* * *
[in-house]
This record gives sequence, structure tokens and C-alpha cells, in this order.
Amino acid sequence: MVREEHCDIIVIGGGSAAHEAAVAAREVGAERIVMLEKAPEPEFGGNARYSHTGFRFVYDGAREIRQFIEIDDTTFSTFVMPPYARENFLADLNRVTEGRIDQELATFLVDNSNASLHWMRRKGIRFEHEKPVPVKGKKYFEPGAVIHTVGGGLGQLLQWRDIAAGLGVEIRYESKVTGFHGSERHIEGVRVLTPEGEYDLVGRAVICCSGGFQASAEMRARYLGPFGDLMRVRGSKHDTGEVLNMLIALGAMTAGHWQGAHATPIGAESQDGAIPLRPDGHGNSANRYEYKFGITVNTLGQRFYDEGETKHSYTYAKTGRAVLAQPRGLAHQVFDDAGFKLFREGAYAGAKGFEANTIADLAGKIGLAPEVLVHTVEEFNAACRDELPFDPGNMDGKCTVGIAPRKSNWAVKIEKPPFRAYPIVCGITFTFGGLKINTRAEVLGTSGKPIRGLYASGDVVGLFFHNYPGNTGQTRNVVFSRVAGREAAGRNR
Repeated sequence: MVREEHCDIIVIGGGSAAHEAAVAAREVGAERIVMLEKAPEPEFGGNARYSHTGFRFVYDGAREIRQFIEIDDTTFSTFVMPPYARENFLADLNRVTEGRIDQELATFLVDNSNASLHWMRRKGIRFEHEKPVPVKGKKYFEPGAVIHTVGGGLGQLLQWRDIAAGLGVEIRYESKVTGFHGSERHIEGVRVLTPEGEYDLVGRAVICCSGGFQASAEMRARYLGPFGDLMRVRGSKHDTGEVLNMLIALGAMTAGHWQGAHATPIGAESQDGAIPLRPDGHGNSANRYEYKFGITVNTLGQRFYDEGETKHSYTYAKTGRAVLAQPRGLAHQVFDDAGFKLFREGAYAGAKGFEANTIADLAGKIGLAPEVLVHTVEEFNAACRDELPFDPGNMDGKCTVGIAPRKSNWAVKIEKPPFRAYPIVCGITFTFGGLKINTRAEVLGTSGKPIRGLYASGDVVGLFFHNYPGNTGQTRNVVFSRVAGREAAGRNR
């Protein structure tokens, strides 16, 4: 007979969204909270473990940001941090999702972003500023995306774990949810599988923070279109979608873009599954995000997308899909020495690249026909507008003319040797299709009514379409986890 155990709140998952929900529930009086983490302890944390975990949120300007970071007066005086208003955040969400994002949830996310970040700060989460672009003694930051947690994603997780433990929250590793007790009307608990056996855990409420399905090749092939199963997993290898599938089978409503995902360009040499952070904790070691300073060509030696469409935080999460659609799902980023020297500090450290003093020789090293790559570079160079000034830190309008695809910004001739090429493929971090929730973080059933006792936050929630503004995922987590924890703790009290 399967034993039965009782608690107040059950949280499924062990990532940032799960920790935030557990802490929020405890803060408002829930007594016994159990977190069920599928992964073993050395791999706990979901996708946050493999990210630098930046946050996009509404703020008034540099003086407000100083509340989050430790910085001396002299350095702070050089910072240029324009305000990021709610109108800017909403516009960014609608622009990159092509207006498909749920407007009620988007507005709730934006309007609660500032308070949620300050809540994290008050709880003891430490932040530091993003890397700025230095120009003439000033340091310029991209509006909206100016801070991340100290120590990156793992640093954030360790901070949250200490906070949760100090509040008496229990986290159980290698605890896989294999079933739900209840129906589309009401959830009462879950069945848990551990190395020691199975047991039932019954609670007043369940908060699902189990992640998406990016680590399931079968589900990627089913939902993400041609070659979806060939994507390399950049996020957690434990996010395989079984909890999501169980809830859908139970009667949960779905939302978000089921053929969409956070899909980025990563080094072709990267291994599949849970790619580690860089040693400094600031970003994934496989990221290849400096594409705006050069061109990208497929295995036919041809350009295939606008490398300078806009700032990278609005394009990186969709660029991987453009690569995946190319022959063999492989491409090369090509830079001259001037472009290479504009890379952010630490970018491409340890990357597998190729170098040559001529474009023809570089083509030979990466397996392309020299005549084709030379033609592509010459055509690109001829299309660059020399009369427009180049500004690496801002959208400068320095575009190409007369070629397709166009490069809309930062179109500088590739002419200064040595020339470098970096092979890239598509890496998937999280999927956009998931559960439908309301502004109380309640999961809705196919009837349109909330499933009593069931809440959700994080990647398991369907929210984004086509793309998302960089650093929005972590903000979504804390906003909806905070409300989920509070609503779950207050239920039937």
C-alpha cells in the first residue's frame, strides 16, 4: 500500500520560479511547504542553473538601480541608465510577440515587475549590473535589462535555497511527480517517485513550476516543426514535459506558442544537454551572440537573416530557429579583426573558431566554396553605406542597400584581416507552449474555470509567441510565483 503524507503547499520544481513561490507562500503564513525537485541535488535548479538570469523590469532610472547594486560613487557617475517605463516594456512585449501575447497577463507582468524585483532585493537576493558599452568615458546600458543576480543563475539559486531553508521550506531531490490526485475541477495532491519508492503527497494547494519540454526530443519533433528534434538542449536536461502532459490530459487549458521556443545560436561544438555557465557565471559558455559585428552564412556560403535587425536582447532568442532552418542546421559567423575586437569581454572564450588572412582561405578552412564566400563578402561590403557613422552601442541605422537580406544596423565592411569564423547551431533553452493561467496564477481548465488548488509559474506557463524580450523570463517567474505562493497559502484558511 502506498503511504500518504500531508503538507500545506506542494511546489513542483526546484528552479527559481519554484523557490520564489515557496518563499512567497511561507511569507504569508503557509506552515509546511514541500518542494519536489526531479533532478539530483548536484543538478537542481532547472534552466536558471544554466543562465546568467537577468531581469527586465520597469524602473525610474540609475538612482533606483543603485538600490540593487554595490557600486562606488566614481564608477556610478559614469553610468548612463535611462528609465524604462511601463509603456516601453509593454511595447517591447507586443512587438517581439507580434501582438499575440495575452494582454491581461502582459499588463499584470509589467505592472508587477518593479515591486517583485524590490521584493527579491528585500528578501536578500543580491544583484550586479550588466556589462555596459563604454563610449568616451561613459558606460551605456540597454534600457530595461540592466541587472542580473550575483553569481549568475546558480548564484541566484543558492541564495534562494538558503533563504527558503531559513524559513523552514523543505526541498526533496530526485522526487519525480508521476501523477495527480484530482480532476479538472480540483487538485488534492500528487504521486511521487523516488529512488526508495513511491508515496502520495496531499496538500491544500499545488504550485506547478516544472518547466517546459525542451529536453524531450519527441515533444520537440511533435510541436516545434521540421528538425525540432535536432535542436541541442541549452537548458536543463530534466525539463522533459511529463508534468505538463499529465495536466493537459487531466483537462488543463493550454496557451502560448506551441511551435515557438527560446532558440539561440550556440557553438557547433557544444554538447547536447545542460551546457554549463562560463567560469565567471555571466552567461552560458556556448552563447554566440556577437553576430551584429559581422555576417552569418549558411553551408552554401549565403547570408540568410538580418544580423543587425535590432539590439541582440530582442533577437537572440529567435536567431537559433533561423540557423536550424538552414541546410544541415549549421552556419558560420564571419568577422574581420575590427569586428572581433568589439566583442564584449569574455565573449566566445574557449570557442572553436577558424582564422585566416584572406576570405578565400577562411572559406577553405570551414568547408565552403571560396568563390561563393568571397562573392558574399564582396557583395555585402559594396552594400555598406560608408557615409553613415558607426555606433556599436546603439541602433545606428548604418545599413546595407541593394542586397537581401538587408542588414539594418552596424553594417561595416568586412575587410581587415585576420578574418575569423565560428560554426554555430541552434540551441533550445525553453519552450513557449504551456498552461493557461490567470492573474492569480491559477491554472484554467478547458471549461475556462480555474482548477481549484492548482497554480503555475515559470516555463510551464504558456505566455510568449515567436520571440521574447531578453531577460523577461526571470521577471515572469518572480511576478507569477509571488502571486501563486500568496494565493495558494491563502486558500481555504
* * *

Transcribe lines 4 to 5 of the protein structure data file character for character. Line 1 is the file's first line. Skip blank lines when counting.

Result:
Repeated sequence: MVREEHCDIIVIGGGSAAHEAAVAAREVGAERIVMLEKAPEPEFGGNARYSHTGFRFVYDGAREIRQFIEIDDTTFSTFVMPPYARENFLADLNRVTEGRIDQELATFLVDNSNASLHWMRRKGIRFEHEKPVPVKGKKYFEPGAVIHTVGGGLGQLLQWRDIAAGLGVEIRYESKVTGFHGSERHIEGVRVLTPEGEYDLVGRAVICCSGGFQASAEMRARYLGPFGDLMRVRGSKHDTGEVLNMLIALGAMTAGHWQGAHATPIGAESQDGAIPLRPDGHGNSANRYEYKFGITVNTLGQRFYDEGETKHSYTYAKTGRAVLAQPRGLAHQVFDDAGFKLFREGAYAGAKGFEANTIADLAGKIGLAPEVLVHTVEEFNAACRDELPFDPGNMDGKCTVGIAPRKSNWAVKIEKPPFRAYPIVCGITFTFGGLKINTRAEVLGTSGKPIRGLYASGDVVGLFFHNYPGNTGQTRNVVFSRVAGREAAGRNR
């Protein structure tokens, strides 16, 4: 007979969204909270473990940001941090999702972003500023995306774990949810599988923070279109979608873009599954995000997308899909020495690249026909507008003319040797299709009514379409986890 155990709140998952929900529930009086983490302890944390975990949120300007970071007066005086208003955040969400994002949830996310970040700060989460672009003694930051947690994603997780433990929250590793007790009307608990056996855990409420399905090749092939199963997993290898599938089978409503995902360009040499952070904790070691300073060509030696469409935080999460659609799902980023020297500090450290003093020789090293790559570079160079000034830190309008695809910004001739090429493929971090929730973080059933006792936050929630503004995922987590924890703790009290 399967034993039965009782608690107040059950949280499924062990990532940032799960920790935030557990802490929020405890803060408002829930007594016994159990977190069920599928992964073993050395791999706990979901996708946050493999990210630098930046946050996009509404703020008034540099003086407000100083509340989050430790910085001396002299350095702070050089910072240029324009305000990021709610109108800017909403516009960014609608622009990159092509207006498909749920407007009620988007507005709730934006309007609660500032308070949620300050809540994290008050709880003891430490932040530091993003890397700025230095120009003439000033340091310029991209509006909206100016801070991340100290120590990156793992640093954030360790901070949250200490906070949760100090509040008496229990986290159980290698605890896989294999079933739900209840129906589309009401959830009462879950069945848990551990190395020691199975047991039932019954609670007043369940908060699902189990992640998406990016680590399931079968589900990627089913939902993400041609070659979806060939994507390399950049996020957690434990996010395989079984909890999501169980809830859908139970009667949960779905939302978000089921053929969409956070899909980025990563080094072709990267291994599949849970790619580690860089040693400094600031970003994934496989990221290849400096594409705006050069061109990208497929295995036919041809350009295939606008490398300078806009700032990278609005394009990186969709660029991987453009690569995946190319022959063999492989491409090369090509830079001259001037472009290479504009890379952010630490970018491409340890990357597998190729170098040559001529474009023809570089083509030979990466397996392309020299005549084709030379033609592509010459055509690109001829299309660059020399009369427009180049500004690496801002959208400068320095575009190409007369070629397709166009490069809309930062179109500088590739002419200064040595020339470098970096092979890239598509890496998937999280999927956009998931559960439908309301502004109380309640999961809705196919009837349109909330499933009593069931809440959700994080990647398991369907929210984004086509793309998302960089650093929005972590903000979504804390906003909806905070409300989920509070609503779950207050239920039937």